Sociology Film & Speaker Series Features “The Isis Trial- No History of Violence”

Last Wednesday evening, the Maloney Great Room was filled to near capacity as students and faculty came out to attend The Sociology Film & Speaker Series. This segment of the series featured a film screening of the documentary The Isis Trial-No History of Violence by filmmaker Ellie Bernstein. The film followed the journey of a group of young American-Somali boys, all with no history of violence, who were convicted of terrorism in 2016. After the screening, attendees held a lively discussion with expert panelists about their own experiences with preemptive arrest and imprisonment. 

The event was opened up by Tarik Shah playing the base as the audience situated themselves for the evening. Once the film began, the room grew silent as the story of controversial FBI investigations on Somali Americans unfolded. The main focus points of the documentary included the backstories of the individuals that were arrested, how community efforts to decrease ISIS affiliations were flawed, and an analysis of the tactics used by the FBI throughout the case.   

Starting off the discussion was attorney Steve Downs of Project Salaam who has a great deal of experience dealing with such cases. He gave the audience a brief overview of what preemptive arrest and imprisonment looks like from a wider legal context. This idea of being arrested without committing a crime is not new to panelist Abu Horayra Hossain whose father was preemptively arrested when he was just a child. Similarly to the Somali boys presented in the film, Abu expressed that, in his dad’s case, “There was not really any evidence because he never really did anything.” Both Steve Downs and Abu Horaya Hossain provided the crowd a small look into the issue of Muslim Americans being targets for being accused, investigated, and incarcerated without committing any crimes.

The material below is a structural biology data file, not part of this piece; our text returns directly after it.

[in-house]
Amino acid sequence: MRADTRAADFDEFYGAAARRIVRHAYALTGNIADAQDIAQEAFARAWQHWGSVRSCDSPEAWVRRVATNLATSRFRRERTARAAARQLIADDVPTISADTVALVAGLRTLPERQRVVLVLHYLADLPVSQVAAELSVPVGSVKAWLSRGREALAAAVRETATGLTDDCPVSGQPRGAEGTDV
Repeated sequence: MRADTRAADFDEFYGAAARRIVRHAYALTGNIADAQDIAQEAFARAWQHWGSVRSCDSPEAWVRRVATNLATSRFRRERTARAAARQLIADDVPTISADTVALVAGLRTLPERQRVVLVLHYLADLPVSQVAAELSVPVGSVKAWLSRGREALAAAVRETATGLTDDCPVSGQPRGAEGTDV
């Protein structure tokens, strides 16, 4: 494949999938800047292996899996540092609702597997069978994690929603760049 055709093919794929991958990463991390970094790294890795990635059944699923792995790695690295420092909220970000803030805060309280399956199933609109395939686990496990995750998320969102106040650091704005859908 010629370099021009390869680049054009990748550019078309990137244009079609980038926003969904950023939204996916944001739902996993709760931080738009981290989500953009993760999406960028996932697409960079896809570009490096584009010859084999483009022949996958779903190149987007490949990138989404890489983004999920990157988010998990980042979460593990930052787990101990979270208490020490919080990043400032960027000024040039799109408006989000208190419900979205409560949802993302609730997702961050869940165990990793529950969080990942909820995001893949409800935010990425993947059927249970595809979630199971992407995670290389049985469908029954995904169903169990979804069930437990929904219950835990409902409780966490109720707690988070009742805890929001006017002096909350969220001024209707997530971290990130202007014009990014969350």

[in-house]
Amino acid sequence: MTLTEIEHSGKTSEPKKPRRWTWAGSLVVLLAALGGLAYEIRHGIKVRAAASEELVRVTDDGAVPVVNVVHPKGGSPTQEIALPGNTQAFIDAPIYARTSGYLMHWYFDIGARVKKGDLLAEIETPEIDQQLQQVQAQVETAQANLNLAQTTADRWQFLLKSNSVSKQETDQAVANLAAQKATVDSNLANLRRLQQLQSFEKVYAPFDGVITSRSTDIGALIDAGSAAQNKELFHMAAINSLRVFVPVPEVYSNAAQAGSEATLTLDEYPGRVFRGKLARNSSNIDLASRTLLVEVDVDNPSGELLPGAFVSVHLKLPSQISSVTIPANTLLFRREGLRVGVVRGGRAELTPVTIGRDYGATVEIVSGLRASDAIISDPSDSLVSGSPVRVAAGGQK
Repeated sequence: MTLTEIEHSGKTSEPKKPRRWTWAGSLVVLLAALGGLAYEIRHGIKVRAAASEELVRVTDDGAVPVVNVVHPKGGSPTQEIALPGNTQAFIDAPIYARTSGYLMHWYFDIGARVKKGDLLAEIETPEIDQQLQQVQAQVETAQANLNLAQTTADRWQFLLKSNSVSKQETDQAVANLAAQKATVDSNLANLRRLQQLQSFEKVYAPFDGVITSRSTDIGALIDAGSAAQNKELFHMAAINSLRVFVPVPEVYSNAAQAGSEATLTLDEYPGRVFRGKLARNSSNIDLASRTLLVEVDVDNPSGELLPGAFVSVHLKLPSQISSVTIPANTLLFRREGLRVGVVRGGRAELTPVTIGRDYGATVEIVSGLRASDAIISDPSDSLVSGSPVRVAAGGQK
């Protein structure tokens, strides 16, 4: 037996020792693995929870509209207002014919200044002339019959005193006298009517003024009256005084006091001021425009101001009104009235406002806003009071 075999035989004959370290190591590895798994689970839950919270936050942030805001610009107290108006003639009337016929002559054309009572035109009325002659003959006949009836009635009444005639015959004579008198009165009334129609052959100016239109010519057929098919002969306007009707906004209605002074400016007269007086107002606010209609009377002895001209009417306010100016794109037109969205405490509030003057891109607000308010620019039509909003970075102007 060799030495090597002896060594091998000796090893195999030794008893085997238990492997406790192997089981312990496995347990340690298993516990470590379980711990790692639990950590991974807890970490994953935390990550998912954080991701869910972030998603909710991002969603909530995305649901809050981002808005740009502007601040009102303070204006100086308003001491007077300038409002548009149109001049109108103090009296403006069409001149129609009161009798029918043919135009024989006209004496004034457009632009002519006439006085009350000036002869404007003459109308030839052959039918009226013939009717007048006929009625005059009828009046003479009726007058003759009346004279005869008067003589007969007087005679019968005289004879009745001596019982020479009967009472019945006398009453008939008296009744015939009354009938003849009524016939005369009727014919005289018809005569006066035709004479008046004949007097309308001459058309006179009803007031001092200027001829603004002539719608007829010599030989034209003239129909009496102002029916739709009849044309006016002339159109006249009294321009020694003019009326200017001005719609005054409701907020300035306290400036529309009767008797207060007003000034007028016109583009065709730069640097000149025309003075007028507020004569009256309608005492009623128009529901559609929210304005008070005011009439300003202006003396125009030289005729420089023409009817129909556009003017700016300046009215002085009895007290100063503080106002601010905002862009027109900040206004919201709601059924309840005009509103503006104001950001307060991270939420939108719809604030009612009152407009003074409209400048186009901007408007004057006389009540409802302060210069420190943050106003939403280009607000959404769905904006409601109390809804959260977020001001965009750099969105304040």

Set up in an FBI sting operation, the next panelist, Tarik Shah, spent 13 years in prison after being convicted of conspiring to provide aid to a terrorist group. He discussed the horrors of living in solitary confinement such as always being under surveillance and enduring freezing cold temperatures in his cell. Expressing that he never had any intent to join a terrorist organization and was a victim of entrapment, Tarik noted that he is not bitter about his wrongful conviction. He wants to see a change in what is occurring and stated that “Change can only happen through a lot of brave people.” 

The director and producer of the film herself, Ellie Bernstein, was also on the panel but made it clear that she wanted the real-life experiences of the other speakers to take priority. She did conclude the night by letting the audience know that how completely daunting the specific case showcased in her documentary still feels to her to this day. 

If you missed out on the Sociology Film & Speaker Series and have an interest in the criminal justice system, human rights, or community development, I highly recommend checking out the film The Isis Trial-No History of Violence. Co-sponsors for this event were the Sociology Department & Criminal Justice minor, the Damietta Cross-Cultural Center, The Fair Trade and Social Justice Committee, the School of Liberal Arts, the Education Department, and the Multicultural Studies Minor.

Ms. Magazine Publishes Article by McKenna Donegan ’21

McKenna Donegan, a junior Political Science major and Pre-Law certificate student, recently had an article she wrote featured in Ms. Magazine. Her piece “Ranked Choice Voting Would Help Women Candidates in New York City- and Across the Country” delves into the research-based impacts that a ranked-choice vote election could have for candidates. Through her current participation in American University’s Washington Semester Program as an intern for RepresentWomen, McKenna has been researching the structural reform.